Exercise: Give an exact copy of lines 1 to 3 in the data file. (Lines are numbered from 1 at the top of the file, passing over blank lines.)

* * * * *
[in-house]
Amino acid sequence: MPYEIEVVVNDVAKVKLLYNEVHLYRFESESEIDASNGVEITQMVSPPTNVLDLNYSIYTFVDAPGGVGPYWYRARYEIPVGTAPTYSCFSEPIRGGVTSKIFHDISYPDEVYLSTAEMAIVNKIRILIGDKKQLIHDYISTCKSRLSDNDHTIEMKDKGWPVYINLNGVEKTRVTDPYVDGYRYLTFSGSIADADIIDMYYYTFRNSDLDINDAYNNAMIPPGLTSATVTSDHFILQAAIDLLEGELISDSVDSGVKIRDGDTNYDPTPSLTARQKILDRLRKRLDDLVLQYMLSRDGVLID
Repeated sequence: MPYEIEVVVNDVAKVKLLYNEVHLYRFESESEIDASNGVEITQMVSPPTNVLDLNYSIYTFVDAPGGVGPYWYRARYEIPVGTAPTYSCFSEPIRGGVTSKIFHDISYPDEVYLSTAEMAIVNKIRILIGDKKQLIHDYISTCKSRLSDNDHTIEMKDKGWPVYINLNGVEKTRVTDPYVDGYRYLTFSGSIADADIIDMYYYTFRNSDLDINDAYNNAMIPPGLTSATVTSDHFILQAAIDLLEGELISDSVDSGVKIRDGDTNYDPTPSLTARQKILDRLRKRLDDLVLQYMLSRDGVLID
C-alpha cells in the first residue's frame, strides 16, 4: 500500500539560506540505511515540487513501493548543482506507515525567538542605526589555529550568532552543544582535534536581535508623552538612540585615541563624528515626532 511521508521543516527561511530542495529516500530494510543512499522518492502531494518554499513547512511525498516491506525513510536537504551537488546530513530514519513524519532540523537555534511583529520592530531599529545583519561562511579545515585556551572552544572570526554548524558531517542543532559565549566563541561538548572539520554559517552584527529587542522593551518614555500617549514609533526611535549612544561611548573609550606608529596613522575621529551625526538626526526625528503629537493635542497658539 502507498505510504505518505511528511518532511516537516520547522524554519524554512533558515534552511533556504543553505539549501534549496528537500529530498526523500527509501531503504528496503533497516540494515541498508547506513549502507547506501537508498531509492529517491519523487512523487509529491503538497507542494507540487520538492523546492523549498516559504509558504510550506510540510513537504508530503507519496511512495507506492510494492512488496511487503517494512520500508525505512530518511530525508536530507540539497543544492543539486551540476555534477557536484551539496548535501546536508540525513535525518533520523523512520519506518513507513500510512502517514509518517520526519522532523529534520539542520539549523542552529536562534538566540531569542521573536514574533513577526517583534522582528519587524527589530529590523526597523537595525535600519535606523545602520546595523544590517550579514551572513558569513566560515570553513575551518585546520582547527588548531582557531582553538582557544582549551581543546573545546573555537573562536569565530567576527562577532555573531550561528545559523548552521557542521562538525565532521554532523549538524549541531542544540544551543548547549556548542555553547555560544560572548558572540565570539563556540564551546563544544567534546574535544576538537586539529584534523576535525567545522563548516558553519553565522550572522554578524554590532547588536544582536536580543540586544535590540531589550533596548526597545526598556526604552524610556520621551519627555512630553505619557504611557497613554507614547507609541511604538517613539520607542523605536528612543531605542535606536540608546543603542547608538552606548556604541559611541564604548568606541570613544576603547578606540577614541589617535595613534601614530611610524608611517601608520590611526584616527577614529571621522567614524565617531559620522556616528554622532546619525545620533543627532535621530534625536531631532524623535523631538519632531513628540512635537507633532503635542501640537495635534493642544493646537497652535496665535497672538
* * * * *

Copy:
[in-house]
Amino acid sequence: MPYEIEVVVNDVAKVKLLYNEVHLYRFESESEIDASNGVEITQMVSPPTNVLDLNYSIYTFVDAPGGVGPYWYRARYEIPVGTAPTYSCFSEPIRGGVTSKIFHDISYPDEVYLSTAEMAIVNKIRILIGDKKQLIHDYISTCKSRLSDNDHTIEMKDKGWPVYINLNGVEKTRVTDPYVDGYRYLTFSGSIADADIIDMYYYTFRNSDLDINDAYNNAMIPPGLTSATVTSDHFILQAAIDLLEGELISDSVDSGVKIRDGDTNYDPTPSLTARQKILDRLRKRLDDLVLQYMLSRDGVLID
Repeated sequence: MPYEIEVVVNDVAKVKLLYNEVHLYRFESESEIDASNGVEITQMVSPPTNVLDLNYSIYTFVDAPGGVGPYWYRARYEIPVGTAPTYSCFSEPIRGGVTSKIFHDISYPDEVYLSTAEMAIVNKIRILIGDKKQLIHDYISTCKSRLSDNDHTIEMKDKGWPVYINLNGVEKTRVTDPYVDGYRYLTFSGSIADADIIDMYYYTFRNSDLDINDAYNNAMIPPGLTSATVTSDHFILQAAIDLLEGELISDSVDSGVKIRDGDTNYDPTPSLTARQKILDRLRKRLDDLVLQYMLSRDGVLID